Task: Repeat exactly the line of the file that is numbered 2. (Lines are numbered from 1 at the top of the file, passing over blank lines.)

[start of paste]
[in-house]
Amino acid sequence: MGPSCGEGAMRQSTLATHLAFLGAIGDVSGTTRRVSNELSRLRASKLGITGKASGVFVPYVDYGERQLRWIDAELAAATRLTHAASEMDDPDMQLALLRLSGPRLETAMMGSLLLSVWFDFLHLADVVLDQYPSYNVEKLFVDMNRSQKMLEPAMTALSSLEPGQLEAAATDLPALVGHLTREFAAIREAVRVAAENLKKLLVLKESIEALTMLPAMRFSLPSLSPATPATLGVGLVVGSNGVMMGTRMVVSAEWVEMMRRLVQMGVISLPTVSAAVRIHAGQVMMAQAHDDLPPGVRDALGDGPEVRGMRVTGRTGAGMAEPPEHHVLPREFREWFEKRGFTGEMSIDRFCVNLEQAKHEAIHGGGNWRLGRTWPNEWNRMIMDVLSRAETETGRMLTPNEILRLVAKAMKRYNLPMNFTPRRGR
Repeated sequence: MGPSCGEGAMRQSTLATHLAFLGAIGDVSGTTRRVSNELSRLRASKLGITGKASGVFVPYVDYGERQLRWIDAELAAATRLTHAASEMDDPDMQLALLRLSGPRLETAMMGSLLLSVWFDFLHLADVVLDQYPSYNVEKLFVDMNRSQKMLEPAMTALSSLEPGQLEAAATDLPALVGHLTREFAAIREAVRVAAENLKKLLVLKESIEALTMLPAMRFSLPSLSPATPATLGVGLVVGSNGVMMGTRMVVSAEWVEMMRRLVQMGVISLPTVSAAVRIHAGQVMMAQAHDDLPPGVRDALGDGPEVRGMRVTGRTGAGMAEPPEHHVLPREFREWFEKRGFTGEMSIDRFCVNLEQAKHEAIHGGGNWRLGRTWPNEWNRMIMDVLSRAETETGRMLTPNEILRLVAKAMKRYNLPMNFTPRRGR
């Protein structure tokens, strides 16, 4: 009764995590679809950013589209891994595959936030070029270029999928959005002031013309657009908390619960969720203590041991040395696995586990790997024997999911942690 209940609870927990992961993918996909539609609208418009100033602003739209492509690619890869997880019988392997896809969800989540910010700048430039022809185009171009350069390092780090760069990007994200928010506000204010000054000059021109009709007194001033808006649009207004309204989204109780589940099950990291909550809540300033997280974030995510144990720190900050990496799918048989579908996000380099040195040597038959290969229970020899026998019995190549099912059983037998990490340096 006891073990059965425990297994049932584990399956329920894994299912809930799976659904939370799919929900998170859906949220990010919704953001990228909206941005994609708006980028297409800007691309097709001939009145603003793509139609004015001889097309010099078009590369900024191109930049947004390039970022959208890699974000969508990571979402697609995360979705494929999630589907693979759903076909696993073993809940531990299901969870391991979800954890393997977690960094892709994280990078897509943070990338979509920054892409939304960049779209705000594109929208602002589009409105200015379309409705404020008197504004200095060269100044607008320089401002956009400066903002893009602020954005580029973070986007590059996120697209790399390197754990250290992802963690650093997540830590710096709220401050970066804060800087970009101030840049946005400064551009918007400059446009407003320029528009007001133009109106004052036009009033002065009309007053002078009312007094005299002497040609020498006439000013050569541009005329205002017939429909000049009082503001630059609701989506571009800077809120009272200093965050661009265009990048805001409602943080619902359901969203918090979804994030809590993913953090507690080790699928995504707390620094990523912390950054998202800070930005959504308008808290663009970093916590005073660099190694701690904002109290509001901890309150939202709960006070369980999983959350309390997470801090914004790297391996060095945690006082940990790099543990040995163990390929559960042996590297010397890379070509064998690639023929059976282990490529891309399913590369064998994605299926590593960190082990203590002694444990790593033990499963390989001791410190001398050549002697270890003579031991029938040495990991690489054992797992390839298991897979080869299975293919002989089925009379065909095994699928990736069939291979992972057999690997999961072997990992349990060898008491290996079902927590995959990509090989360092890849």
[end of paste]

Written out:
Amino acid sequence: MGPSCGEGAMRQSTLATHLAFLGAIGDVSGTTRRVSNELSRLRASKLGITGKASGVFVPYVDYGERQLRWIDAELAAATRLTHAASEMDDPDMQLALLRLSGPRLETAMMGSLLLSVWFDFLHLADVVLDQYPSYNVEKLFVDMNRSQKMLEPAMTALSSLEPGQLEAAATDLPALVGHLTREFAAIREAVRVAAENLKKLLVLKESIEALTMLPAMRFSLPSLSPATPATLGVGLVVGSNGVMMGTRMVVSAEWVEMMRRLVQMGVISLPTVSAAVRIHAGQVMMAQAHDDLPPGVRDALGDGPEVRGMRVTGRTGAGMAEPPEHHVLPREFREWFEKRGFTGEMSIDRFCVNLEQAKHEAIHGGGNWRLGRTWPNEWNRMIMDVLSRAETETGRMLTPNEILRLVAKAMKRYNLPMNFTPRRGR